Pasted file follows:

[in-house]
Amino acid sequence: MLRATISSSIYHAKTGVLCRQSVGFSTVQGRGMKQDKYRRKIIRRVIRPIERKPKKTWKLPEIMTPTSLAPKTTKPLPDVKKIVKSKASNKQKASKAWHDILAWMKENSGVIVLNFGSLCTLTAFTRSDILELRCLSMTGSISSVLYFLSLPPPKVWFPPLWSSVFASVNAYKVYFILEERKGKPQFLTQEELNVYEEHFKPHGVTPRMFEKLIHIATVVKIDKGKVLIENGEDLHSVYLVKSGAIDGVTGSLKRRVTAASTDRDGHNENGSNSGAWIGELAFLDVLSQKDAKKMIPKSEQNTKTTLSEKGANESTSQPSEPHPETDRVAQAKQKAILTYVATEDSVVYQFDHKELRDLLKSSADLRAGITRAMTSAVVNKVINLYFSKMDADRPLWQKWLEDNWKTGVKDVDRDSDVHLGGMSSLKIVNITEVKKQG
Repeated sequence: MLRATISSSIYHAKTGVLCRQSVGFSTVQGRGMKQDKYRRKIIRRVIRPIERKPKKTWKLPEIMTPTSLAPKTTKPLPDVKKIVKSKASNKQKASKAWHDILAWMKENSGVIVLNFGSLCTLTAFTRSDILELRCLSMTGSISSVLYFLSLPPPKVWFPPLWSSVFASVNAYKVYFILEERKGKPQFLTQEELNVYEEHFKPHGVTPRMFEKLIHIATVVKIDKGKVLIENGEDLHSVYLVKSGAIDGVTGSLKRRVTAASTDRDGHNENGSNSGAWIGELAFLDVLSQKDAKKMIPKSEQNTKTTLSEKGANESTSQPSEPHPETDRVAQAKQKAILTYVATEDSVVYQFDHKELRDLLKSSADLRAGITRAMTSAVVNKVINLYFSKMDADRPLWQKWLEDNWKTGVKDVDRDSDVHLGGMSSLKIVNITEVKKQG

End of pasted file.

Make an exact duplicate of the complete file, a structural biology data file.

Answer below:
[in-house]
Amino acid sequence: MLRATISSSIYHAKTGVLCRQSVGFSTVQGRGMKQDKYRRKIIRRVIRPIERKPKKTWKLPEIMTPTSLAPKTTKPLPDVKKIVKSKASNKQKASKAWHDILAWMKENSGVIVLNFGSLCTLTAFTRSDILELRCLSMTGSISSVLYFLSLPPPKVWFPPLWSSVFASVNAYKVYFILEERKGKPQFLTQEELNVYEEHFKPHGVTPRMFEKLIHIATVVKIDKGKVLIENGEDLHSVYLVKSGAIDGVTGSLKRRVTAASTDRDGHNENGSNSGAWIGELAFLDVLSQKDAKKMIPKSEQNTKTTLSEKGANESTSQPSEPHPETDRVAQAKQKAILTYVATEDSVVYQFDHKELRDLLKSSADLRAGITRAMTSAVVNKVINLYFSKMDADRPLWQKWLEDNWKTGVKDVDRDSDVHLGGMSSLKIVNITEVKKQG
Repeated sequence: MLRATISSSIYHAKTGVLCRQSVGFSTVQGRGMKQDKYRRKIIRRVIRPIERKPKKTWKLPEIMTPTSLAPKTTKPLPDVKKIVKSKASNKQKASKAWHDILAWMKENSGVIVLNFGSLCTLTAFTRSDILELRCLSMTGSISSVLYFLSLPPPKVWFPPLWSSVFASVNAYKVYFILEERKGKPQFLTQEELNVYEEHFKPHGVTPRMFEKLIHIATVVKIDKGKVLIENGEDLHSVYLVKSGAIDGVTGSLKRRVTAASTDRDGHNENGSNSGAWIGELAFLDVLSQKDAKKMIPKSEQNTKTTLSEKGANESTSQPSEPHPETDRVAQAKQKAILTYVATEDSVVYQFDHKELRDLLKSSADLRAGITRAMTSAVVNKVINLYFSKMDADRPLWQKWLEDNWKTGVKDVDRDSDVHLGGMSSLKIVNITEVKKQG